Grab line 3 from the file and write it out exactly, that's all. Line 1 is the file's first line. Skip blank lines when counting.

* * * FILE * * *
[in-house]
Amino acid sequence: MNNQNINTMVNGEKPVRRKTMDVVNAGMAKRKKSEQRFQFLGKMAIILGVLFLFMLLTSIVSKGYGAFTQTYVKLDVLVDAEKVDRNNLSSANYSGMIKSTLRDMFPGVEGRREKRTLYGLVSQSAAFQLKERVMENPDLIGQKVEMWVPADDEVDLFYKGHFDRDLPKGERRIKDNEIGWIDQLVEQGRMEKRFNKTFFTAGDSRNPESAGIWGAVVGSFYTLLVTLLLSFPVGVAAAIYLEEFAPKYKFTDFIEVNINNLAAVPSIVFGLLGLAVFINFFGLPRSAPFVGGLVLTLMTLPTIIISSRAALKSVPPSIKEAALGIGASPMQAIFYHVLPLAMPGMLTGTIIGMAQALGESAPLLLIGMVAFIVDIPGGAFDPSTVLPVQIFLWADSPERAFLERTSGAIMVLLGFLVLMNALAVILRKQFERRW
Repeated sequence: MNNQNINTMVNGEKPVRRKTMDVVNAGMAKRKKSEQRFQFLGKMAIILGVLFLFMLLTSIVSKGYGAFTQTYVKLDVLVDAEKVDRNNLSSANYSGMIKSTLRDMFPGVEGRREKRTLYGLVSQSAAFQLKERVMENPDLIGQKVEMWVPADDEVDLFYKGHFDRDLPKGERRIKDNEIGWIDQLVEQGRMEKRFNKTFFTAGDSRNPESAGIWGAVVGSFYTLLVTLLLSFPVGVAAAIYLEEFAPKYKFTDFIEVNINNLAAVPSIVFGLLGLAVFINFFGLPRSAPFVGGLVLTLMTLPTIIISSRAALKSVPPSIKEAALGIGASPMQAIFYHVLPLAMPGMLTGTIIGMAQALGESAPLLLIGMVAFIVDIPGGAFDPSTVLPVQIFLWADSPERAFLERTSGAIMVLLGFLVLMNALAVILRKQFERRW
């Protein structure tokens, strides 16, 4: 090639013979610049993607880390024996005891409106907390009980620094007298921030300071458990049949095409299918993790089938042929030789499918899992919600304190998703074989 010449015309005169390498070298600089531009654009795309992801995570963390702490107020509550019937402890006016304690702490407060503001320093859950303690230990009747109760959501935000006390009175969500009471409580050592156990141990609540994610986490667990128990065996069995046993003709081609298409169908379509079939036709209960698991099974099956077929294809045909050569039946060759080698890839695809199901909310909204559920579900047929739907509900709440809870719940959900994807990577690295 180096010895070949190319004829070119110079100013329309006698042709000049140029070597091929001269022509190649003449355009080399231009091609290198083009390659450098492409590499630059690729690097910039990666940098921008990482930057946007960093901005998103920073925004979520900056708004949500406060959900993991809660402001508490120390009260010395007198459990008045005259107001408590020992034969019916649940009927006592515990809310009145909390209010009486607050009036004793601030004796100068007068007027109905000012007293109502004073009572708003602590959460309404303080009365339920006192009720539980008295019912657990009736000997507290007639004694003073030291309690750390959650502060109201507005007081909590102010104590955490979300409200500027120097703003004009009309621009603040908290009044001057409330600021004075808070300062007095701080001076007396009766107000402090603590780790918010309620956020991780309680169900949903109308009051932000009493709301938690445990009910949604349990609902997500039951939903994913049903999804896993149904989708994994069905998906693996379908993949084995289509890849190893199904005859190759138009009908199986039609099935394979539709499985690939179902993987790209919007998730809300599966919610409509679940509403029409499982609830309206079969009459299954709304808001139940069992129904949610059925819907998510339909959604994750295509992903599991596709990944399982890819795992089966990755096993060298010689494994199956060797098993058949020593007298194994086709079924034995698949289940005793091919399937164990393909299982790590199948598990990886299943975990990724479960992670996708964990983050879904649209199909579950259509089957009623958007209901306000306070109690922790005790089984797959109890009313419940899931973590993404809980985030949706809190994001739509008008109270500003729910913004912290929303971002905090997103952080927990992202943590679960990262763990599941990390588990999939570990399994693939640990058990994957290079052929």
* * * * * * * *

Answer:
Repeated sequence: MNNQNINTMVNGEKPVRRKTMDVVNAGMAKRKKSEQRFQFLGKMAIILGVLFLFMLLTSIVSKGYGAFTQTYVKLDVLVDAEKVDRNNLSSANYSGMIKSTLRDMFPGVEGRREKRTLYGLVSQSAAFQLKERVMENPDLIGQKVEMWVPADDEVDLFYKGHFDRDLPKGERRIKDNEIGWIDQLVEQGRMEKRFNKTFFTAGDSRNPESAGIWGAVVGSFYTLLVTLLLSFPVGVAAAIYLEEFAPKYKFTDFIEVNINNLAAVPSIVFGLLGLAVFINFFGLPRSAPFVGGLVLTLMTLPTIIISSRAALKSVPPSIKEAALGIGASPMQAIFYHVLPLAMPGMLTGTIIGMAQALGESAPLLLIGMVAFIVDIPGGAFDPSTVLPVQIFLWADSPERAFLERTSGAIMVLLGFLVLMNALAVILRKQFERRW